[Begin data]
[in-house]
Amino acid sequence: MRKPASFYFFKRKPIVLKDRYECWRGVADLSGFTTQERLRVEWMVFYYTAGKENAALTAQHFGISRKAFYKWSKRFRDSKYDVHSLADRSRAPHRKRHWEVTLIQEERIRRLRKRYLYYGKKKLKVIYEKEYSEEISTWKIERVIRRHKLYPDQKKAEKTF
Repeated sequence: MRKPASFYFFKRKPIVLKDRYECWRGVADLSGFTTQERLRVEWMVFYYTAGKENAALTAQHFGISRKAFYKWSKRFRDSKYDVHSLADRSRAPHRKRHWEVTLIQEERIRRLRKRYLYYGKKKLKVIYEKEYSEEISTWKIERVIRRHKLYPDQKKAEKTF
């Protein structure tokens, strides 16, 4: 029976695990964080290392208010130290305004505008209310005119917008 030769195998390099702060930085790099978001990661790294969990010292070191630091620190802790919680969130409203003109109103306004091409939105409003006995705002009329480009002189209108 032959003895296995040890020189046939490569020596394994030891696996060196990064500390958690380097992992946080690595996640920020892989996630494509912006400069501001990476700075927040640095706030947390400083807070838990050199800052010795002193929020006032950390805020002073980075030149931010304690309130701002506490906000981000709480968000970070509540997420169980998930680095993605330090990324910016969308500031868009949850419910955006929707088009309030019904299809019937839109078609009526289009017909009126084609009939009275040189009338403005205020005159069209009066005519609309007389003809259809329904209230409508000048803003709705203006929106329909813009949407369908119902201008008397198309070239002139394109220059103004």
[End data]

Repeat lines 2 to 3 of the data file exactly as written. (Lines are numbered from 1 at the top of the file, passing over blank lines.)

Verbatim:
Amino acid sequence: MRKPASFYFFKRKPIVLKDRYECWRGVADLSGFTTQERLRVEWMVFYYTAGKENAALTAQHFGISRKAFYKWSKRFRDSKYDVHSLADRSRAPHRKRHWEVTLIQEERIRRLRKRYLYYGKKKLKVIYEKEYSEEISTWKIERVIRRHKLYPDQKKAEKTF
Repeated sequence: MRKPASFYFFKRKPIVLKDRYECWRGVADLSGFTTQERLRVEWMVFYYTAGKENAALTAQHFGISRKAFYKWSKRFRDSKYDVHSLADRSRAPHRKRHWEVTLIQEERIRRLRKRYLYYGKKKLKVIYEKEYSEEISTWKIERVIRRHKLYPDQKKAEKTF